Since Diwali is around the corner and we are dedicating the entire month to understanding the relationship between light and sleep, today we explore the link between the biggest and brightest light of them all - the Sun - and the impact it has on our sleep.
Sunlight and Sleep - Is There a Link?
If you’ve been finding it difficult to get into a healthy sleep pattern, or find that your once clockwork-like sleep cycle is now non-existent, you might want to consider that you haven’t been getting enough sunlight, especially if you’ve been staying indoors more than usual, since the Covid outbreak began.
Several studies have shown that people exposed to sunlight during the morning hours do indeed sleep better at night than those who aren’t.
In fact, they even fall asleep quicker and are more likely to sleep undisturbed through the night.
Sunlight Helps Calibrate Your Sleep Cycle
Sunlight assists in a) the release of Cortisol, which helps you stay alert and b) in suppressing Melatonin, the hormone that helps you sleep.
If you don’t get enough sunlight during the day it could get difficult to ‘snap out’ of your sleepy state and to feel energised for the day. The result is you feeling ‘wired’ when bedtime arrives, and unable to sleep, in spite of being tired. Sunlight in the morning helps you feel energised during the day and expending that energy during the day helps you feel sleepy at night, when melatonin kicks in.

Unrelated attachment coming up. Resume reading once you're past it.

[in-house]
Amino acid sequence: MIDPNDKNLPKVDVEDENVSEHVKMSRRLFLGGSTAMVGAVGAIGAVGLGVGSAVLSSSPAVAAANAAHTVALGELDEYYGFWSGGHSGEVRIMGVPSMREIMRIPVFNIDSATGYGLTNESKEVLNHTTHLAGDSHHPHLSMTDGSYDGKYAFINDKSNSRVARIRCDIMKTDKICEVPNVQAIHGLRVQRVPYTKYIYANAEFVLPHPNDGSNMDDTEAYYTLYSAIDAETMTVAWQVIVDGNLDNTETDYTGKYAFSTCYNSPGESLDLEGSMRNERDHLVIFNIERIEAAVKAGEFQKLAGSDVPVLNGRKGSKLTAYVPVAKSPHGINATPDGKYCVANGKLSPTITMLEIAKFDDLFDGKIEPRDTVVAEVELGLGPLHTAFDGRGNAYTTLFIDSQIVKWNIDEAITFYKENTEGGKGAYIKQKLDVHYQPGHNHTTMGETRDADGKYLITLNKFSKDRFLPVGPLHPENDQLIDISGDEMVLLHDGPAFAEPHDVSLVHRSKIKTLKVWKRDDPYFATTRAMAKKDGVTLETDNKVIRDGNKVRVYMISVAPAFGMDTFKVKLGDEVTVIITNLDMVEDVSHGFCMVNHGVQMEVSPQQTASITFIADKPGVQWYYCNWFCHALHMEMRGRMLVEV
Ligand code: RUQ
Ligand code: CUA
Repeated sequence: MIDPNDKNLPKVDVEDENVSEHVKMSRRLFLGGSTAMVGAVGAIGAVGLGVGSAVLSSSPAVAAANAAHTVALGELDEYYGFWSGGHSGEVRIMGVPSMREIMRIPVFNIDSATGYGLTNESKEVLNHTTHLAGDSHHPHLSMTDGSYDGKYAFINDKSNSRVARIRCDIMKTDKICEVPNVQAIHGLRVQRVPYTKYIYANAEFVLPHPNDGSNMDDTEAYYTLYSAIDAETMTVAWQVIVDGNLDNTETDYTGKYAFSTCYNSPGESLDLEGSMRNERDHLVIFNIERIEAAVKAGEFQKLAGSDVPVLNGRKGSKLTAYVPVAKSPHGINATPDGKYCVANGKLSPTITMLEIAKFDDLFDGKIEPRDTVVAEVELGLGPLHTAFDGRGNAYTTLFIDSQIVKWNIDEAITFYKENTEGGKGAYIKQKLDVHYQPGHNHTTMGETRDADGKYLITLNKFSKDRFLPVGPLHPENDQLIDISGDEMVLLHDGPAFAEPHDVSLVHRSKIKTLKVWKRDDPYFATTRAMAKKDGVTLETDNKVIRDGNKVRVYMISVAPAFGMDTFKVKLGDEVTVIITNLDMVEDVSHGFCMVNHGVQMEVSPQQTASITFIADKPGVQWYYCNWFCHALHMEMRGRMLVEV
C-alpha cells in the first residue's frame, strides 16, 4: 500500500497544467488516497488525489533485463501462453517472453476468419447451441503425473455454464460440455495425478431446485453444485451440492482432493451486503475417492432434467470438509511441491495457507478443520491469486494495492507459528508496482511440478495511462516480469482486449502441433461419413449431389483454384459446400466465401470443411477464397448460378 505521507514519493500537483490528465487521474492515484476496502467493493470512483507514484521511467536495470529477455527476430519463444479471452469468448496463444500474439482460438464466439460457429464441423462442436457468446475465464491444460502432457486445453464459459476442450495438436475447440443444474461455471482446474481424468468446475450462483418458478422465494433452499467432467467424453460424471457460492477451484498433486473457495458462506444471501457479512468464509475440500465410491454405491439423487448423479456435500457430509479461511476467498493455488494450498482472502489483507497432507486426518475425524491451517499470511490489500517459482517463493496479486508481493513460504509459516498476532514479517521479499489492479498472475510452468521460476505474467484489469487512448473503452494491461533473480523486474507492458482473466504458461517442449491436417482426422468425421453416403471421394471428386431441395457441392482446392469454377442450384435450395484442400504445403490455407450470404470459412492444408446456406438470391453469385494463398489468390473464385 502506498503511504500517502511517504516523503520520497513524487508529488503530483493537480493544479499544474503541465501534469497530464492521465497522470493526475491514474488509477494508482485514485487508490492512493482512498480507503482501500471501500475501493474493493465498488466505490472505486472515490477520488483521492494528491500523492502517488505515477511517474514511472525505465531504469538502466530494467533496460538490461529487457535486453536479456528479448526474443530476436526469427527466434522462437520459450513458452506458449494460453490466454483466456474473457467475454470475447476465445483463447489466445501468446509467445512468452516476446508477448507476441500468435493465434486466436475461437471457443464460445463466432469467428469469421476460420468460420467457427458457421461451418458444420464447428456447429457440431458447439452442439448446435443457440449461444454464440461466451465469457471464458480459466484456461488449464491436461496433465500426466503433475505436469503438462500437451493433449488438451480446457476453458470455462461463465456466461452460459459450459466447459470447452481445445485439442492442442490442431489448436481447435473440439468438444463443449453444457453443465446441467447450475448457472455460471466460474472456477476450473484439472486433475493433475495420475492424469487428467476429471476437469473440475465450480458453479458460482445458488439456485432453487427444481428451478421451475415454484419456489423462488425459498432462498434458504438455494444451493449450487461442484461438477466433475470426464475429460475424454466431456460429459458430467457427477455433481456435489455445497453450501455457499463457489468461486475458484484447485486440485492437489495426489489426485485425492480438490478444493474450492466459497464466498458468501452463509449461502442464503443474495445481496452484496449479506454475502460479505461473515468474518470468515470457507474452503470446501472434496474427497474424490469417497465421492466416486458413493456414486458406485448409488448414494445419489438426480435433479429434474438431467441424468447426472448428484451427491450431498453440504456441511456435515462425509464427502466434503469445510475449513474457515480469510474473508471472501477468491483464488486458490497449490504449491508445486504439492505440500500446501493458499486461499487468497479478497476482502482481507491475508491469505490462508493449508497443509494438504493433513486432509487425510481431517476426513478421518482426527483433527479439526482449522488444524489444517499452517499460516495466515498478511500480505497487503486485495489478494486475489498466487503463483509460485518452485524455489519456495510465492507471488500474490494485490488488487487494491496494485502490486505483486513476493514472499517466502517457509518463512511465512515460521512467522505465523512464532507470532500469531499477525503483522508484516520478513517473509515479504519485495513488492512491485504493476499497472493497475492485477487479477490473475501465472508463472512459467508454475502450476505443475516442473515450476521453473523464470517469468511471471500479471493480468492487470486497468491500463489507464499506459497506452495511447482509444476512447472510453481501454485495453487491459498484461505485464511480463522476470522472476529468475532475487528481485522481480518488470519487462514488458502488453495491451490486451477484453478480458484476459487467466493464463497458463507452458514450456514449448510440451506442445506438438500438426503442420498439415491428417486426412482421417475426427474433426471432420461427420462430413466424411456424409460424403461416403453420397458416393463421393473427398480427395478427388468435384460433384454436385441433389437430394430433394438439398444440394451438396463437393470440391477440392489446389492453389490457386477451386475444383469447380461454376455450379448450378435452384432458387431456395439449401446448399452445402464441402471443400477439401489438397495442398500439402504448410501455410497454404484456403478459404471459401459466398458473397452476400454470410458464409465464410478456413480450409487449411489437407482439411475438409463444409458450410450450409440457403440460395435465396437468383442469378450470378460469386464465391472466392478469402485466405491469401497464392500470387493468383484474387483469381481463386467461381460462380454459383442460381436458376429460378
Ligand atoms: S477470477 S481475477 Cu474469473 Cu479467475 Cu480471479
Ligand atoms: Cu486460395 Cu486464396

By getting enough sunshine in the morning (ideally anytime between the hours of 8am to 12pm) you can help your body fall in line with its natural sleep-wake and energy cycles.
Sunlight Helps You Feel Better
Sunlight helps in Serotonin production. Known as the ‘happy chemical’, Serotonin not only contributes to you feeling good and has a wide variety of other functions in the body, it is also the precursor to Melatonin, which, as already explained, helps you sleep well. Without adequate exposure to sunlight, this important chemical cycle can get disrupted.
Exposure to sunlight has also been found to improve one’s mood and stave off feelings of depression and lethargy. “Feeling good” plays an important part in helping us feel relaxed and having a peaceful sleep at night.
So, the next time you’ve been up all night fighting insomnia, resist the urge to sleep in. Get out of bed; get outside; and let the sun help you #WakeUpPositive.